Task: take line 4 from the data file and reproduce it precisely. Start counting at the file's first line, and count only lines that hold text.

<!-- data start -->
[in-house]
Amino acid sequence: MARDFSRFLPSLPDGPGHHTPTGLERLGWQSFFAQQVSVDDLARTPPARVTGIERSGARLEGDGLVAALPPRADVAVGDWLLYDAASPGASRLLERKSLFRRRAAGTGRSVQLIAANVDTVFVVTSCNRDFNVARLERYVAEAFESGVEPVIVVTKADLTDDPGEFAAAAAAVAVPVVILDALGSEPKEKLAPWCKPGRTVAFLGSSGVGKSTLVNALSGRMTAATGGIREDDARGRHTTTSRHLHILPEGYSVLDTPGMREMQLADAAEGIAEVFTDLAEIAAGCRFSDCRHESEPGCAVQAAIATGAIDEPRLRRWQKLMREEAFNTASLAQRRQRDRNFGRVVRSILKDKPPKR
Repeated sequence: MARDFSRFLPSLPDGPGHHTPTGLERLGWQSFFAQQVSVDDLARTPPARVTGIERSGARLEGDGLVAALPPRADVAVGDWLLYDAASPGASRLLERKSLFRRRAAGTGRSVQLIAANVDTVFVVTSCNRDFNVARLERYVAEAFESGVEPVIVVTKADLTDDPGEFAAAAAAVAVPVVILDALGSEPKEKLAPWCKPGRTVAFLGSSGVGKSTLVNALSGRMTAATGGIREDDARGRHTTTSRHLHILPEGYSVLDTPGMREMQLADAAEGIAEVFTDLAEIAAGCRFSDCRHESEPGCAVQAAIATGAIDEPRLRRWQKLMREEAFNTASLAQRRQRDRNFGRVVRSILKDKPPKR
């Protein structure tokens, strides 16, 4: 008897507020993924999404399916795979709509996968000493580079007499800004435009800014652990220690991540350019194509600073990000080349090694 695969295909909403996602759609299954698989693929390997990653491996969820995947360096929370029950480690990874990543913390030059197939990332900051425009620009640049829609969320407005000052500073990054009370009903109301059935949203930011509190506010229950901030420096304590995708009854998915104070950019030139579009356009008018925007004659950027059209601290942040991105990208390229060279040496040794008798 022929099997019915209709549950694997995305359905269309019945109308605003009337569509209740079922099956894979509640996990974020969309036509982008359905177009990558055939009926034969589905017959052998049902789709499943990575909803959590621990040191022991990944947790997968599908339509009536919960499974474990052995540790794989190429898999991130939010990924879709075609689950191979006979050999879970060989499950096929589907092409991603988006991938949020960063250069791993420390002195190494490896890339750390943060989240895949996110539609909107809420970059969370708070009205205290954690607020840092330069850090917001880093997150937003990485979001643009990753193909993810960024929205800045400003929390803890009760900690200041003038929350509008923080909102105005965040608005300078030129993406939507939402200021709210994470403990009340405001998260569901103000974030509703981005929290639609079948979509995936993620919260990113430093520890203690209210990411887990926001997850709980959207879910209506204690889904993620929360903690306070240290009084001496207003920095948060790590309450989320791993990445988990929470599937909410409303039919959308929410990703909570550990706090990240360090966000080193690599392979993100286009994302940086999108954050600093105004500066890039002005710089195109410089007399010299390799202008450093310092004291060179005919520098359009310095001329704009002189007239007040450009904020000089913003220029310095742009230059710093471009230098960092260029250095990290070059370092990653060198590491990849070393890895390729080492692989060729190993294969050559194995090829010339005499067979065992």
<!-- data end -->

């Protein structure tokens, strides 16, 4: 008897507020993924999404399916795979709509996968000493580079007499800004435009800014652990220690991540350019194509600073990000080349090694 695969295909909403996602759609299954698989693929390997990653491996969820995947360096929370029950480690990874990543913390030059197939990332900051425009620009640049829609969320407005000052500073990054009370009903109301059935949203930011509190506010229950901030420096304590995708009854998915104070950019030139579009356009008018925007004659950027059209601290942040991105990208390229060279040496040794008798 022929099997019915209709549950694997995305359905269309019945109308605003009337569509209740079922099956894979509640996990974020969309036509982008359905177009990558055939009926034969589905017959052998049902789709499943990575909803959590621990040191022991990944947790997968599908339509009536919960499974474990052995540790794989190429898999991130939010990924879709075609689950191979006979050999879970060989499950096929589907092409991603988006991938949020960063250069791993420390002195190494490896890339750390943060989240895949996110539609909107809420970059969370708070009205205290954690607020840092330069850090917001880093997150937003990485979001643009990753193909993810960024929205800045400003929390803890009760900690200041003038929350509008923080909102105005965040608005300078030129993406939507939402200021709210994470403990009340405001998260569901103000974030509703981005929290639609079948979509995936993620919260990113430093520890203690209210990411887990926001997850709980959207879910209506204690889904993620929360903690306070240290009084001496207003920095948060790590309450989320791993990445988990929470599937909410409303039919959308929410990703909570550990706090990240360090966000080193690599392979993100286009994302940086999108954050600093105004500066890039002005710089195109410089007399010299390799202008450093310092004291060179005919520098359009310095001329704009002189007239007040450009904020000089913003220029310095742009230059710093471009230098960092260029250095990290070059370092990653060198590491990849070393890895390729080492692989060729190993294969050559194995090829010339005499067979065992």